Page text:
A Remedy for Camera-Shyness


God help me! I have to learn how to teach a college course online. It’s a whole new venture for a professor of a certain age. Oh, but I have an idea: I’ll create an audiovisual recording of myself to introduce each new topic and another one to wrap it all up at the end. But there’s an obstacle – I’m a little camera-shy.

And as it turns out, I’m a lot Screencast-O-Matic-shy. Having downloaded the software and learned how to use it – it’s now late at night – I’m confronted with and confounded by my own unruly image. I see that I’m standing in the need of a haircut, especially since the webcam highlights the top of my head. I can’t get centered and since the screen image moves in the opposite direction from my moves I get dizzy in the attempt. And how is it that the webcam image brings out every splotch, blotch, and blemish on my squirming epidermis?

All right, Dr. Frear, you knew you were no Helen of Troy. Just loosen up and play with the thing. Mug, wink, and smirk. Sing karaoke. Recite “The Walrus and the Carpenter.” Blow bubble gum.

Egad. Even worse. The webcam captures every squint and scrunch, every droop of lid and lip, each twitch of nose and brow. A little gaucherie in the classroom is one thing, but these are captured on an all-too-candid camera and recorded for posterity. Any grotesquerie can always be discarded and the sequence re-recorded, of course, but how many repetitions before my performance would be twitch-free?

How long, Oh Lord?

It came to me then to sing a few hymns. After a stray verse or two I settled into a childhood favorite, “Fairest Lord Jesus.” The words came without effort.

Fairest Lord Jesus, Ruler of all nature,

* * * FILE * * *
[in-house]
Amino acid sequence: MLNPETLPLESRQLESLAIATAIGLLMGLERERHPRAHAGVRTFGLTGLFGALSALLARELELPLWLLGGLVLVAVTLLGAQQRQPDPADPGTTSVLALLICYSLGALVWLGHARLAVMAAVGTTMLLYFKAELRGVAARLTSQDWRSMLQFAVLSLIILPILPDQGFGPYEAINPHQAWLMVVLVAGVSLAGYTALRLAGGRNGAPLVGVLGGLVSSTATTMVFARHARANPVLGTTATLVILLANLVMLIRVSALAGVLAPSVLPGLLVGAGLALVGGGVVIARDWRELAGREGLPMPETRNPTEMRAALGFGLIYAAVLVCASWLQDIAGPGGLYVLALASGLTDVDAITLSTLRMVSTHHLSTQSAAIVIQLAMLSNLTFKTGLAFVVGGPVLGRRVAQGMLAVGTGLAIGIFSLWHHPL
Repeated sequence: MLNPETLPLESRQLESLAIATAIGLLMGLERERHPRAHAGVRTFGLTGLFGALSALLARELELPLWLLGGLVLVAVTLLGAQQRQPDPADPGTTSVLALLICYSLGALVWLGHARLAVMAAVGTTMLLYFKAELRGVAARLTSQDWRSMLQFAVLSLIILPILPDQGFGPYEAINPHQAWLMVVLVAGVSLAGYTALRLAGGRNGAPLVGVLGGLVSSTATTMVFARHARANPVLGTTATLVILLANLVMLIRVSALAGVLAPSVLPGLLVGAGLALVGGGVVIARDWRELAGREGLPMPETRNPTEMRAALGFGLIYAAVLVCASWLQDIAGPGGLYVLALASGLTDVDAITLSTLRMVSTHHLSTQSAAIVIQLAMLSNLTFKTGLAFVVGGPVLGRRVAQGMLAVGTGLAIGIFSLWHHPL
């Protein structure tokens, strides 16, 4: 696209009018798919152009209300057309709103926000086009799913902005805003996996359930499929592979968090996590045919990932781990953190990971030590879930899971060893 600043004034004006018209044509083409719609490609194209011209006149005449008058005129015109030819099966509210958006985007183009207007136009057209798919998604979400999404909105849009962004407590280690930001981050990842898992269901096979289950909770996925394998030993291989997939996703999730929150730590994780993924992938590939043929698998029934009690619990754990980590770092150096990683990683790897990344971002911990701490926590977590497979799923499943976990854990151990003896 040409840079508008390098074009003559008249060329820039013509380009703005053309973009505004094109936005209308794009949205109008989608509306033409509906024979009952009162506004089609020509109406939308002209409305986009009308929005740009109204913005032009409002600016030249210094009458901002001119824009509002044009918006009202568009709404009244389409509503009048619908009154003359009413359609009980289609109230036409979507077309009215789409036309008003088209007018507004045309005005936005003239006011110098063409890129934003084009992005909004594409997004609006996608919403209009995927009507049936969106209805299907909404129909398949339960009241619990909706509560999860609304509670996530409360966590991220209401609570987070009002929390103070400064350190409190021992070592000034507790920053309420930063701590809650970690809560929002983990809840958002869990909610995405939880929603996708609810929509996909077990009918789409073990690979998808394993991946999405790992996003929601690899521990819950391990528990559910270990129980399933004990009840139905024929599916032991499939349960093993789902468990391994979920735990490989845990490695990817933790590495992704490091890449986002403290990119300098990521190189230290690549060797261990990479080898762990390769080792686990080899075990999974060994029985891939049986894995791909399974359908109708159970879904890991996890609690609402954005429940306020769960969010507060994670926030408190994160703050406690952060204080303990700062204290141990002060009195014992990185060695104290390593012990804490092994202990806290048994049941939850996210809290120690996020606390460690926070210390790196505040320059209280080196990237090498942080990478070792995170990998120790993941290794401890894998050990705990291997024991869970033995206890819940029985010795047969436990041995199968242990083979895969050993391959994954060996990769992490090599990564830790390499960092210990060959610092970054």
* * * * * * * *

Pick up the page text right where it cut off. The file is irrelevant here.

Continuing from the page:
O thou of God and man the Son;
Thee will I cherish, Thee will I honor,
Thou, my soul’s glory, joy and crown.

I am again kneeling in the warm wooden pew of the church of my childhood. The simple Silesian melody soothes me and the lovely images glow again in my mind’s eye as I sing the second verse.

Woodland Spring

Fair are the meadows, Fairer still the woodlands,
Robed in the blooming garb of spring:
Jesus is fairer, Jesus is purer,
Who makes the woeful heart to sing.

I share the poet’s preferences. The last verse is my favorite.


Fair is the sunshine, Fairer still the moonlight,
And all the twinkling, starry host:
Jesus shines brighter, Jesus shines purer,
Than all the angels heav’n can boast.

By the time I have finished the third verse I am calm. Calmer too is my Screencast-O-Matic image. The squints and twitches have evaporated. The hair is merely tussled. Oddly, even my complexion is no longer mottled.

Having sung, I saved a brief concluding statement for myself. Here it is, together with transcript for the hearing-impaired.

Transcript: “Okay, so I’ve learned that I look much better and sound much better when I’m praying, and when I’m not self-conscious. Amen.”

It may be the most important lesson I have learned all year.

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